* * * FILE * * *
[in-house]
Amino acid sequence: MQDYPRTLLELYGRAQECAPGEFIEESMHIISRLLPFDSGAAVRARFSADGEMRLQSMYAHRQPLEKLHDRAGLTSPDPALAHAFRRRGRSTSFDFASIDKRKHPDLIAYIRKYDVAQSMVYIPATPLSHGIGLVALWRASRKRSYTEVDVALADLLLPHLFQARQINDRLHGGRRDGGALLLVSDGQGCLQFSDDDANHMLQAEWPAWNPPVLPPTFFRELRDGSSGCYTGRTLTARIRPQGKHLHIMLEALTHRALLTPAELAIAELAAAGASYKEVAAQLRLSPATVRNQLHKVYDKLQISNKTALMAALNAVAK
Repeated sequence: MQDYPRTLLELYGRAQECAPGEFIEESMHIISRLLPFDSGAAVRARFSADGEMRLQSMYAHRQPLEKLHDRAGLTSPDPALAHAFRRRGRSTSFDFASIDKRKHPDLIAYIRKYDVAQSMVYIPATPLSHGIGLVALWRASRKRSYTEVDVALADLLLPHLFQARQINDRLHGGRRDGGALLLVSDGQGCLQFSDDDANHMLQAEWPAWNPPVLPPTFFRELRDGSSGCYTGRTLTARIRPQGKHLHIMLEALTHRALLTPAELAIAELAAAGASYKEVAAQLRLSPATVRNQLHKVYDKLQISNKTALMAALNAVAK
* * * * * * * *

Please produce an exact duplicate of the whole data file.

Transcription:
[in-house]
Amino acid sequence: MQDYPRTLLELYGRAQECAPGEFIEESMHIISRLLPFDSGAAVRARFSADGEMRLQSMYAHRQPLEKLHDRAGLTSPDPALAHAFRRRGRSTSFDFASIDKRKHPDLIAYIRKYDVAQSMVYIPATPLSHGIGLVALWRASRKRSYTEVDVALADLLLPHLFQARQINDRLHGGRRDGGALLLVSDGQGCLQFSDDDANHMLQAEWPAWNPPVLPPTFFRELRDGSSGCYTGRTLTARIRPQGKHLHIMLEALTHRALLTPAELAIAELAAAGASYKEVAAQLRLSPATVRNQLHKVYDKLQISNKTALMAALNAVAK
Repeated sequence: MQDYPRTLLELYGRAQECAPGEFIEESMHIISRLLPFDSGAAVRARFSADGEMRLQSMYAHRQPLEKLHDRAGLTSPDPALAHAFRRRGRSTSFDFASIDKRKHPDLIAYIRKYDVAQSMVYIPATPLSHGIGLVALWRASRKRSYTEVDVALADLLLPHLFQARQINDRLHGGRRDGGALLLVSDGQGCLQFSDDDANHMLQAEWPAWNPPVLPPTFFRELRDGSSGCYTGRTLTARIRPQGKHLHIMLEALTHRALLTPAELAIAELAAAGASYKEVAAQLRLSPATVRNQLHKVYDKLQISNKTALMAALNAVAK